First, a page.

New News Is Good News

EVEN REGULAR viewers of the network news can be forgiven for
mixing up Tom Rather with Dan Brokaw?or is it Peter Brokaw? And
cable broadcasters, with the exception of the right-wing Fox
network, aren?t much different. They serve up mostly a bland menu
of homogenous infotainment for their affluent viewers and
advertisers. But two new digital television networks could help
break the monotony.

?People need alternatives to get the news out, and to receive
the news,? says Peter Armstrong, a 20-year veteran of the BBC who
helped launch OneWorld TV, a membership-based digital network
spanning more than 40 countries. Created in 2002 as a Web-based
network of 1,250 nongovernment organizations concerned with human
rights and sustainable development, One World links to a global
news force of reporters and producers that covers everything from
child gold miners in Burkina Faso to the latest on climate change.
A collaborative broadcast venture, the OneWorld network invites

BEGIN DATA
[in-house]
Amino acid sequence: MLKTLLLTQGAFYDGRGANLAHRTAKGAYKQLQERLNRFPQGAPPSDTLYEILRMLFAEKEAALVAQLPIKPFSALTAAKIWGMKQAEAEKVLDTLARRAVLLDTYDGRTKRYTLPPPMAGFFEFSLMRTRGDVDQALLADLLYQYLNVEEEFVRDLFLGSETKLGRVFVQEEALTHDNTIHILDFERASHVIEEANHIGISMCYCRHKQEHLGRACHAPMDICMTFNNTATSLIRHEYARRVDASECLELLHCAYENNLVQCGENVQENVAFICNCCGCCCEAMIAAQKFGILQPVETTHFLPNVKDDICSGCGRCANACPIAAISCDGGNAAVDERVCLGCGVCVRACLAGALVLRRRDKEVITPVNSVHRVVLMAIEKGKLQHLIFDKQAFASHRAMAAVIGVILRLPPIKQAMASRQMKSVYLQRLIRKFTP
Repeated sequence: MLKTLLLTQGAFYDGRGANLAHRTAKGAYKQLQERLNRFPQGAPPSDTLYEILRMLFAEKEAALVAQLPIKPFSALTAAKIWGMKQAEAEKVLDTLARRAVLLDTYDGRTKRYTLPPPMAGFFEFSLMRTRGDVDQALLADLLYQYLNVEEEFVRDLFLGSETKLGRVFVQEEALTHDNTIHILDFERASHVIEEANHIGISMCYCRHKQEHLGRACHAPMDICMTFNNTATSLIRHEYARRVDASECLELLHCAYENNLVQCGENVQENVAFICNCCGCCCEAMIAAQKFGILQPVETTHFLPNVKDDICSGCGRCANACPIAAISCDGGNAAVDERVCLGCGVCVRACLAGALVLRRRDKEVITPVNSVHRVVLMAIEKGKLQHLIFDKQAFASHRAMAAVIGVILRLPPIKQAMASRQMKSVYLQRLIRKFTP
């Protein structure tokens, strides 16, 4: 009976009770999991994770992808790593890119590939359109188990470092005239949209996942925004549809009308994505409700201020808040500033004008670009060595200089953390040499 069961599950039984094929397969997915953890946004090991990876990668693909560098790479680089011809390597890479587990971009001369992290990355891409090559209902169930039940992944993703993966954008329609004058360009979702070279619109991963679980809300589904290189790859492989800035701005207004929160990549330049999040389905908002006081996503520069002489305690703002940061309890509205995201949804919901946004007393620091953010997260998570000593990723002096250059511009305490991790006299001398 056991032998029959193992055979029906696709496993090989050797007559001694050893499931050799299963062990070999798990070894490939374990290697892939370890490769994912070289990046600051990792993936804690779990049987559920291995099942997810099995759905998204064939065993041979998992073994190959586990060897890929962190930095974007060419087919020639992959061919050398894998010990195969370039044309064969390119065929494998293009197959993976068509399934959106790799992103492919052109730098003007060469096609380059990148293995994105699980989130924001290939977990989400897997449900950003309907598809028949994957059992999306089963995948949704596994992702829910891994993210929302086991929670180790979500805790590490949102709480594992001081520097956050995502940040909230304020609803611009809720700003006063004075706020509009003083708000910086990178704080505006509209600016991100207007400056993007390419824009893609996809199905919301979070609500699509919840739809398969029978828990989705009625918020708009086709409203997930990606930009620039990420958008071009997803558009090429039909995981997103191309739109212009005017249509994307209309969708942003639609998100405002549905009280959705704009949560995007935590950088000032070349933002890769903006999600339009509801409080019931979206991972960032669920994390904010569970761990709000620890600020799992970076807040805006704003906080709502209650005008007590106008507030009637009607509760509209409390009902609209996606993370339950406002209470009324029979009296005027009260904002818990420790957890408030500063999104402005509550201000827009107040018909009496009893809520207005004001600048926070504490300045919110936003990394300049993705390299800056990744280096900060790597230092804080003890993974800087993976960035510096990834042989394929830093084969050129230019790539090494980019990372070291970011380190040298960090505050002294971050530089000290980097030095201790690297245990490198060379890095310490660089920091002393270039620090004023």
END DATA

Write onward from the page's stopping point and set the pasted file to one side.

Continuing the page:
participants to add footage to existing stories on various topics
from around the world.

?Think of it in terms of Scrabble,? says Armstrong. ?You can add
on to what others have done.?

San Francisco?based WorldLink TV is also using digital
technology to tell stories you won?t see or hear on the evening
news. Their mission is to connect American viewers with people at
the center of current world events. Mosaic, for instance,
is a poignant compilation of news highlights from 13 Middle Eastern
countries, including Syria, Lebanon, Jordan, and Iraq.

?We feel we are telling a counter-narrative to what Americans
are bombarded with,? WorldLink?s David Michaelis has said, ?thus
exposing viewers to a powerful alternative interpretation of . . .
political and cultural affairs.?

None of this would be possible without satellites, fiber optics,
and an advanced digital technology that can deliver programming
from anywhere in the world to your TV or PC. Or without a network
of willing reporters and producers with video cameras, Internet
access, and an eye for a great story.

WorldLink and OneWorld TV also rely on viewer contributions,
member fees, and foundation grants, so advertisers can?t interfere
with news coverage. These fledgling networks won?t be replacing Dan
Jennings anytime soon, but they are working toward dethroning the
traditional journalistic gatekeepers and offering viewers new
options in their search for different perspectives on the

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